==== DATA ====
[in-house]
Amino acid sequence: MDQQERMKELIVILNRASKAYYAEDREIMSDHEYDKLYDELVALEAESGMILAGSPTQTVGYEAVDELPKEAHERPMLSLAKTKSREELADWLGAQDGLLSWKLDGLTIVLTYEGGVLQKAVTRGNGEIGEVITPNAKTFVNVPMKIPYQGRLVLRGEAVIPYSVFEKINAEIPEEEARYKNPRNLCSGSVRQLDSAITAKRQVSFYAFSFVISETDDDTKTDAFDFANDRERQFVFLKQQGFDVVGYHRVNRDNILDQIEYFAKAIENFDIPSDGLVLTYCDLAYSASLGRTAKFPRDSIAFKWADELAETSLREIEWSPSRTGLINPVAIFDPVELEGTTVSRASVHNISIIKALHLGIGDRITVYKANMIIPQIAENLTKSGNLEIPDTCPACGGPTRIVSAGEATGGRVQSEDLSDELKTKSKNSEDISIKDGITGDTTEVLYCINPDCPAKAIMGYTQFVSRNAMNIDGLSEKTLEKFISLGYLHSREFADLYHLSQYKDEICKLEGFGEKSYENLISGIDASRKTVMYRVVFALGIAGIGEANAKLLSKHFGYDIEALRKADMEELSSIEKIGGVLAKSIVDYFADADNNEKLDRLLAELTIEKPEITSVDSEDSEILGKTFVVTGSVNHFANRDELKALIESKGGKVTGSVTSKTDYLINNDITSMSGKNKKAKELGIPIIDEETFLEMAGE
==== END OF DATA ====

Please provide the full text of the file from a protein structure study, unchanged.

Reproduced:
[in-house]
Amino acid sequence: MDQQERMKELIVILNRASKAYYAEDREIMSDHEYDKLYDELVALEAESGMILAGSPTQTVGYEAVDELPKEAHERPMLSLAKTKSREELADWLGAQDGLLSWKLDGLTIVLTYEGGVLQKAVTRGNGEIGEVITPNAKTFVNVPMKIPYQGRLVLRGEAVIPYSVFEKINAEIPEEEARYKNPRNLCSGSVRQLDSAITAKRQVSFYAFSFVISETDDDTKTDAFDFANDRERQFVFLKQQGFDVVGYHRVNRDNILDQIEYFAKAIENFDIPSDGLVLTYCDLAYSASLGRTAKFPRDSIAFKWADELAETSLREIEWSPSRTGLINPVAIFDPVELEGTTVSRASVHNISIIKALHLGIGDRITVYKANMIIPQIAENLTKSGNLEIPDTCPACGGPTRIVSAGEATGGRVQSEDLSDELKTKSKNSEDISIKDGITGDTTEVLYCINPDCPAKAIMGYTQFVSRNAMNIDGLSEKTLEKFISLGYLHSREFADLYHLSQYKDEICKLEGFGEKSYENLISGIDASRKTVMYRVVFALGIAGIGEANAKLLSKHFGYDIEALRKADMEELSSIEKIGGVLAKSIVDYFADADNNEKLDRLLAELTIEKPEITSVDSEDSEILGKTFVVTGSVNHFANRDELKALIESKGGKVTGSVTSKTDYLINNDITSMSGKNKKAKELGIPIIDEETFLEMAGE